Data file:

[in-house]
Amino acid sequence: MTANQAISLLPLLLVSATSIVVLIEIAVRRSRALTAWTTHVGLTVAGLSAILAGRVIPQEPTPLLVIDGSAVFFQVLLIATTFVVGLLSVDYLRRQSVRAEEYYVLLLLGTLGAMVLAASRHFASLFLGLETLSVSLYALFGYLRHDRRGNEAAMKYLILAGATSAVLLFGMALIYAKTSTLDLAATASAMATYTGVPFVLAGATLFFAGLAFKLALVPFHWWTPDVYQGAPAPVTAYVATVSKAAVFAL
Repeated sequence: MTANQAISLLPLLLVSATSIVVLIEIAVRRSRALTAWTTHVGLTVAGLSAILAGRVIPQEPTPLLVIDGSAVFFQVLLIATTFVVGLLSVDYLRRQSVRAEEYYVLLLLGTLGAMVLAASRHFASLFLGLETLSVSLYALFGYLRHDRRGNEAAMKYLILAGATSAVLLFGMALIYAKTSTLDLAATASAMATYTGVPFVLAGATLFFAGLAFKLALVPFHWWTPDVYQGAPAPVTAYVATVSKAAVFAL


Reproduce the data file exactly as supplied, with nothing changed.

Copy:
[in-house]
Amino acid sequence: MTANQAISLLPLLLVSATSIVVLIEIAVRRSRALTAWTTHVGLTVAGLSAILAGRVIPQEPTPLLVIDGSAVFFQVLLIATTFVVGLLSVDYLRRQSVRAEEYYVLLLLGTLGAMVLAASRHFASLFLGLETLSVSLYALFGYLRHDRRGNEAAMKYLILAGATSAVLLFGMALIYAKTSTLDLAATASAMATYTGVPFVLAGATLFFAGLAFKLALVPFHWWTPDVYQGAPAPVTAYVATVSKAAVFAL
Repeated sequence: MTANQAISLLPLLLVSATSIVVLIEIAVRRSRALTAWTTHVGLTVAGLSAILAGRVIPQEPTPLLVIDGSAVFFQVLLIATTFVVGLLSVDYLRRQSVRAEEYYVLLLLGTLGAMVLAASRHFASLFLGLETLSVSLYALFGYLRHDRRGNEAAMKYLILAGATSAVLLFGMALIYAKTSTLDLAATASAMATYTGVPFVLAGATLFFAGLAFKLALVPFHWWTPDVYQGAPAPVTAYVATVSKAAVFAL